Hawking Up Hairballs

Thursday, June 28, 2007

A Few Books

Since I haven't blogged in a while, I thought I might mention a few of the books that I've read in the last couple of months. My reading has fallen off during this time. One reason is because I've been unable to find any novels that are worth the trouble. Perhaps I should take the advice of Gabriel Garcia Marquez and only read the greatest novels over and over again, but I can't limit myself like that. I'm always looking for something new to grab me. Lost City Radio by Daniel Alarcon almost did. It's a magical realist novel that owes something to the work of Marquez. It's set in an unnamed country in South America at the time of a war against a force of guerillas that is based upon The Shining Path. There was a lot to like about the book and I don't really have anything critical to say about it, but it failed to grab me by the balls, and I really wanted it to.

A topical political book was American Fascists: The Christian Right and the War on America by Chris Hedges. It isn't marked by any remarkable insights, but it makes clear that these people really are intent upon making America a Christian theocracy. They are every bit as fanatical as the Islamic jihadists, and they wish to install a government that will force all of us to live by the dictates of their religion. Hedges is correct in pointing out that these people must be opposed and aggressively. Shortly after reading this book, I watched the documentary Jesus Camp. It follows these kids through a summer camp run by Christian evangelists. It's criminal what these people do to these children. They frighten them out of their wits, then give them their Biblical fundamentalism to cling to. At one of their assemblies, they so terrified the children that they had many of them crying over their supposed sins. The poor, little bastards didn't stand a chance.

Hedges is an interesting character himself. He graduated from divinity school at Harvard, but he wasn't ordained. He chose instead to become a reporter for The New York Times. For a long time, he was a war reporter, and he wrote a book about it, War Is A Force That Gives Us Meaning. There he talks about how addicted he became to the coverage of war. This was in spite of the horrors. I know how he feels. I've always been fascinated with war. Yes, it's horrible and it's immoral. It represents the worst in human nature. Still, I've always found it intriguing. One of the most terrible things about it is the beauty of so many of the machines of war. The tanks, planes and helicopters are truly magnificent creations. At sufficient distance, I'm sure that the disciplined legions of Rome were a sight to behold as they advanced into battle. If only all of that energy, engineering, and organization could be applied to the betterment of humankind.

Unfortunately that isn't possible if Gwynn Dyer is to be believed. He's a Canadian military historian and, about twenty years ago, he hosted a series on PBS that was entitled "War". His outlook was pessimistic. He attempted to demonstrate that war is encoded in our genes and he felt that it was all but inevitable that the human race would eventually destroy itself in a nuclear holocaust. Dyer wrote a book, also called War as a companion to the series. A couple of years ago, an updated edition of he book was published. He ends on a more hopeful note in the recent edition, but it's not very convincing, given that the whole thrust of his argument throughout the book is so thoroughly to the contrary. One interesting point he makes is that in World War Two, and most preceding wars as well, only about 20 percent of the soldiers actually took an active part in battle. By that he means by actually firing his weapon at the enemy. There is a real reluctance on the part of most people to kill anyone else, even in an environment like battle. Modern militaries have since developed training techniques that are geared toward inuring their recruits to killing. The result has been that over 90 percent of soldiers used their weapons in Vietnam. This is perhaps why there have been so many cases of post-traumatic stress syndrome in Vietnam vets. Most soldiers can be taught to kill, but many of them are going to be tormented by it later on.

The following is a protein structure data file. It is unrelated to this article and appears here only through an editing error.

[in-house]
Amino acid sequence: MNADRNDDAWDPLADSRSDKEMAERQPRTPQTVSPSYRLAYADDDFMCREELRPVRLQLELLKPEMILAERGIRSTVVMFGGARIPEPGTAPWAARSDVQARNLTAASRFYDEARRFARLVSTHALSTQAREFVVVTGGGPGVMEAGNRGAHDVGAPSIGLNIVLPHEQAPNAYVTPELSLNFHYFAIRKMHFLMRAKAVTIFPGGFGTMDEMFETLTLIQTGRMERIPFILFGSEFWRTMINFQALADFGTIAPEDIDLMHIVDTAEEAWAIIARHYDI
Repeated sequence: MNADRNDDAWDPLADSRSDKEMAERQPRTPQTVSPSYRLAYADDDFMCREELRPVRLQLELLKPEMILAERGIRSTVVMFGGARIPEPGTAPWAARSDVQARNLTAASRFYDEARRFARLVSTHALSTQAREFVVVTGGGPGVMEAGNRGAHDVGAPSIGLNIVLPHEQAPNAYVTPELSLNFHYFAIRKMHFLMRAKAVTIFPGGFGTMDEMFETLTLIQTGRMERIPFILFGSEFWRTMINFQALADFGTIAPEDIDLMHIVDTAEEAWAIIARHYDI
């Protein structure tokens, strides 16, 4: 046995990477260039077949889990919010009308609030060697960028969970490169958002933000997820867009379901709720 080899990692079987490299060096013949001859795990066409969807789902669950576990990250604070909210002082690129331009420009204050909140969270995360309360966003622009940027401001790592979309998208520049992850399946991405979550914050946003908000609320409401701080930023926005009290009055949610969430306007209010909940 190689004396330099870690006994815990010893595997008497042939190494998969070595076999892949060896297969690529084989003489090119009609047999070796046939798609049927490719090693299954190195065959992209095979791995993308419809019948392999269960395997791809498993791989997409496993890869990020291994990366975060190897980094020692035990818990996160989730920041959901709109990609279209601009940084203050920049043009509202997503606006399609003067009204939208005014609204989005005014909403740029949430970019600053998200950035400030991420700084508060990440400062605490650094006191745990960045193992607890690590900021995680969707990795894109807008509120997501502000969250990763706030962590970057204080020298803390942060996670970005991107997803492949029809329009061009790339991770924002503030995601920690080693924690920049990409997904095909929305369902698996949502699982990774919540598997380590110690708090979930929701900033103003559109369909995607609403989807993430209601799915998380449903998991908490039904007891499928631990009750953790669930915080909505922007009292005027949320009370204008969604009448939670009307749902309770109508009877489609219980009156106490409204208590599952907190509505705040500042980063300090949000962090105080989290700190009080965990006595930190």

Something I've always wondered about is the fall of the Roman empire. In the late eighteenth century, Edward Gibbon wrote his classic The History of the Decline and Fall of the Roman Empire. In Gibbon's view, the barbarian invasions were the agency of the fall of Rome, but it was the decadence and corruption of the empire that were truly responsible. That was pretty much the accepted explanation for over 150 years, and it was the one that I was taught in school. Oxford historian Peter Heather puts forth a different view in his book The Fall of the Roman Empire: A New History of Rome and the Barbarians. He contends that the Roman empire was no more or less decadent and corrupt than it had been in the past. Economically, it was stronger in the period just before its fall than it had ever been. However, the historical forces that it encountered in the fourth and fifth centuries were more than it could handle. There was little it could do to any effect and it was, as Rutger Hauer's character put it in Blade Runner, "Time to die."


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